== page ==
"It is a field that touches everything," says Jeff Zanarini, a managing partner at private equity firm H.I.G. Capital LLC.
Given these numbers, it's understandable that UPS-like ardor is widespread. Private equity is bedazzled. Wall Street is taking notice. Hundreds of companies are building, marshaling forces and producing a drumbeat of deal activity. "There are so many players. It is just ripe for consolidation," explains Jeffrey Unger, chairman and CEO of investment bank G2 Capital Advisors, based in Cambridge, Mass. "This makes for a tremendous opportunity to create acquisitions."
The outsourcing of logistics-related activities to management specialists, called third-party logistics providers, is an especially bright constellation in this universe. Third-party logistics concerns, or 3PL, don't own the trucks, ships, railroads, aircraft or warehouses themselves. (The fact that they are asset-less or asset-light is a major boost to financial performance, since depreciation is minimal or nonexistent.) Rather they contract the services of others -- they may depend on several shipping lines, dozens of trucking companies and hundreds of warehouses -- and manage the flow on behalf of their customers, who own the goods being moved. They act, in effect, as middlemen, but ones with particular expertise.
The 3PL market eclipsed $133 billion in the U.S. in 2011. But it has penetrated only 10% of potential business, Armstrong estimates, as manufacturers and distributors are only now outsourcing their supply-chain management. "In many ways, the industry is still in its infancy," says Jason Bass, a managing director in Harris Williams & Co.'s transportation and logistics group.
IBM Corp., for example, was considered a pioneer when it sold its internal logistics operations for $423 million to Geodis, the logistics division of the French railway SNCF. That was less than four years ago.
Logistics "used to be all about [a company's own] staff getting pallets on the dock," says Zanarini, whose firm acquired two third-party logistics providers in 2011. "Ultimately," he added, "most companies will move to an outsourced model."
According to Armstrong, the top 10 3PL companies account for about 22% of all global activity, a list that includes subsidiaries of UPS and the German DHL. However, the industry remains highly fragmented, both geographically and by industry. The U.S. alone boasts more than 3,000 third-party logistics companies.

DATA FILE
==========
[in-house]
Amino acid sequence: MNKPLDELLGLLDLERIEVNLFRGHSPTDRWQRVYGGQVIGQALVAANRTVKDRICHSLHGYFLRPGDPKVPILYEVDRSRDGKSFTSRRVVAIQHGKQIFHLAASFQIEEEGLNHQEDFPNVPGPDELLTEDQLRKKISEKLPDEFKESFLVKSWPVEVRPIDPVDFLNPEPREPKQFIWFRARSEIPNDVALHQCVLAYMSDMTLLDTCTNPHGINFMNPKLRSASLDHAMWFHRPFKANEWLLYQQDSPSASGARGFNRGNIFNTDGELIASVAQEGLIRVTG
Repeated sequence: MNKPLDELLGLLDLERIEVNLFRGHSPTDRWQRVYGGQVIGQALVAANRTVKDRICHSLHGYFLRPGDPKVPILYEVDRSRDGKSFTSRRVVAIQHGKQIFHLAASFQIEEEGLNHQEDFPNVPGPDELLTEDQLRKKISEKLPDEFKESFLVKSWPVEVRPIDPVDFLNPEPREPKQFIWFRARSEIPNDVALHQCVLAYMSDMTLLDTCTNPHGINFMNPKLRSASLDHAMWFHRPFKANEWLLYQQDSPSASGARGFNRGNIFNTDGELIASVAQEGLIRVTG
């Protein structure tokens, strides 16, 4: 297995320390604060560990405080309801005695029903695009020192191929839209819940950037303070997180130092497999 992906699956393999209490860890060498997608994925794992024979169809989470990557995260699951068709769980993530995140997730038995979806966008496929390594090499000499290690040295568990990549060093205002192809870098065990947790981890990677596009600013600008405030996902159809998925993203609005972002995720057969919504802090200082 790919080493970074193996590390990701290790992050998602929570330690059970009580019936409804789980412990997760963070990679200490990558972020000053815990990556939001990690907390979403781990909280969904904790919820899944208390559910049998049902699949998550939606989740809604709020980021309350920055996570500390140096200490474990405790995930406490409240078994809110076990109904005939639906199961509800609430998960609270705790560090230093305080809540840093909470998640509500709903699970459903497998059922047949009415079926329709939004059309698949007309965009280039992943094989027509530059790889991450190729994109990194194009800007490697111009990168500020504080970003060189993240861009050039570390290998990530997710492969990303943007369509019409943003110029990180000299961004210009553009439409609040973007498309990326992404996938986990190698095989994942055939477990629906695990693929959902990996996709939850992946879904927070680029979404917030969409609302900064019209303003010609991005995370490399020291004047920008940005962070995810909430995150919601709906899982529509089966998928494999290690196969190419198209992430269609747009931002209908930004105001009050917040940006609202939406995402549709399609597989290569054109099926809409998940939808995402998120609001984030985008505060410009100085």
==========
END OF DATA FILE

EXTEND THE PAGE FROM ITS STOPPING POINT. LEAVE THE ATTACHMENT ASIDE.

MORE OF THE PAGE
"They're everywhere," says Unger. "In every city in America, there are dozens of them, [specializing in] every product, every sector."
This combination of growth and fragmentation primes transaction flow.
"There's a very active M&A market," says Mark Fornasiero, managing partner of the Clarendon Group, a transportation and logistics-related advisory firm. Fornasiero has tallied more than 30 deals so far this year in the U.S. alone.
Most of these transactions are decidedly mid-market. One of the latest came on Oct. 25 when XPO Logistics, publicly traded and based in Greenwich, Conn., acquired Turbo Logistics Inc. for $50 million. Turbo Logistics marked XPO's third acquisition this year.
Fornasiero and others cite as particularly noteworthy Eden Prairie, Minn.-based C.H. Robinson Worldwide Inc., the biggest U.S.-based third-party logistics concern and the fifth-largest globally. Robinson made two acquisitions in September. First, it bought Warsaw-based freight forwarder Apreo Logistics S.A. for an undisclosed price. Then, in late September, Robinson announced it would acquire a smaller domestic competitor, Phoenix International Freight Services Ltd., for $635 million. That marked the largest 3PL buyout in four years. The purchase price equaled 12.5 times Ebitda, a particularly rich multiple that has some industry insiders shaking their heads.
Phoenix International "was going to IPO," says Richard Armstrong, chairman of the consultancy that bears his name. "This was such a good offer, they took the IPO right off the table."
A spokesman for Robinson declined to comment further on the acquisition.